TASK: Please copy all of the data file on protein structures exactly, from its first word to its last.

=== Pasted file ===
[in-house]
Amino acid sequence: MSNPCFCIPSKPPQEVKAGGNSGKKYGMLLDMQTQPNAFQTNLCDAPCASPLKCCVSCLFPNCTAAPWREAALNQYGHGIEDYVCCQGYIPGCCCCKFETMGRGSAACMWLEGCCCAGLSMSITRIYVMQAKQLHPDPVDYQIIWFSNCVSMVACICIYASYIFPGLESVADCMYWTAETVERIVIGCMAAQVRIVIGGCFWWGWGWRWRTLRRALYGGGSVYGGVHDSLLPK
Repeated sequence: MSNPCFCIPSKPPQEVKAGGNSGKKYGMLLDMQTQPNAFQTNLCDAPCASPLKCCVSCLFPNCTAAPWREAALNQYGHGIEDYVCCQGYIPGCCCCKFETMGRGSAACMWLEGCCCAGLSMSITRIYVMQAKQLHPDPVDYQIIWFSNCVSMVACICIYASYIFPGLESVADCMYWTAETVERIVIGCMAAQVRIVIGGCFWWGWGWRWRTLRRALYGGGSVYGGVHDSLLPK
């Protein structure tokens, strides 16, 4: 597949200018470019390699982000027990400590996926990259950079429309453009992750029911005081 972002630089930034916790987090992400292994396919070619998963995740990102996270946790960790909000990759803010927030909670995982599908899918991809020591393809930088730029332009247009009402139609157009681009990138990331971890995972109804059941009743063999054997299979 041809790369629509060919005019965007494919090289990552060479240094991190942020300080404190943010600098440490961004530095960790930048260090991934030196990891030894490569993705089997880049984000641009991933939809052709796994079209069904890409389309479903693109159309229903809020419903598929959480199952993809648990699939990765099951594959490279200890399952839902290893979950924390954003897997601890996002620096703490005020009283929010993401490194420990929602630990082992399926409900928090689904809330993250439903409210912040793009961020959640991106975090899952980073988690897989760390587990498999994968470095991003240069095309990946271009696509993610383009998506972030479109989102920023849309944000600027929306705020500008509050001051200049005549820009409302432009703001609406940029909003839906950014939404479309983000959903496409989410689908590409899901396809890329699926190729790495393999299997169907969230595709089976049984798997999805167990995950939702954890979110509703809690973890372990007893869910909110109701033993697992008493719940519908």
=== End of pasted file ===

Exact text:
[in-house]
Amino acid sequence: MSNPCFCIPSKPPQEVKAGGNSGKKYGMLLDMQTQPNAFQTNLCDAPCASPLKCCVSCLFPNCTAAPWREAALNQYGHGIEDYVCCQGYIPGCCCCKFETMGRGSAACMWLEGCCCAGLSMSITRIYVMQAKQLHPDPVDYQIIWFSNCVSMVACICIYASYIFPGLESVADCMYWTAETVERIVIGCMAAQVRIVIGGCFWWGWGWRWRTLRRALYGGGSVYGGVHDSLLPK
Repeated sequence: MSNPCFCIPSKPPQEVKAGGNSGKKYGMLLDMQTQPNAFQTNLCDAPCASPLKCCVSCLFPNCTAAPWREAALNQYGHGIEDYVCCQGYIPGCCCCKFETMGRGSAACMWLEGCCCAGLSMSITRIYVMQAKQLHPDPVDYQIIWFSNCVSMVACICIYASYIFPGLESVADCMYWTAETVERIVIGCMAAQVRIVIGGCFWWGWGWRWRTLRRALYGGGSVYGGVHDSLLPK
């Protein structure tokens, strides 16, 4: 597949200018470019390699982000027990400590996926990259950079429309453009992750029911005081 972002630089930034916790987090992400292994396919070619998963995740990102996270946790960790909000990759803010927030909670995982599908899918991809020591393809930088730029332009247009009402139609157009681009990138990331971890995972109804059941009743063999054997299979 041809790369629509060919005019965007494919090289990552060479240094991190942020300080404190943010600098440490961004530095960790930048260090991934030196990891030894490569993705089997880049984000641009991933939809052709796994079209069904890409389309479903693109159309229903809020419903598929959480199952993809648990699939990765099951594959490279200890399952839902290893979950924390954003897997601890996002620096703490005020009283929010993401490194420990929602630990082992399926409900928090689904809330993250439903409210912040793009961020959640991106975090899952980073988690897989760390587990498999994968470095991003240069095309990946271009696509993610383009998506972030479109989102920023849309944000600027929306705020500008509050001051200049005549820009409302432009703001609406940029909003839906950014939404479309983000959903496409989410689908590409899901396809890329699926190729790495393999299997169907969230595709089976049984798997999805167990995950939702954890979110509703809690973890372990007893869910909110109701033993697992008493719940519908």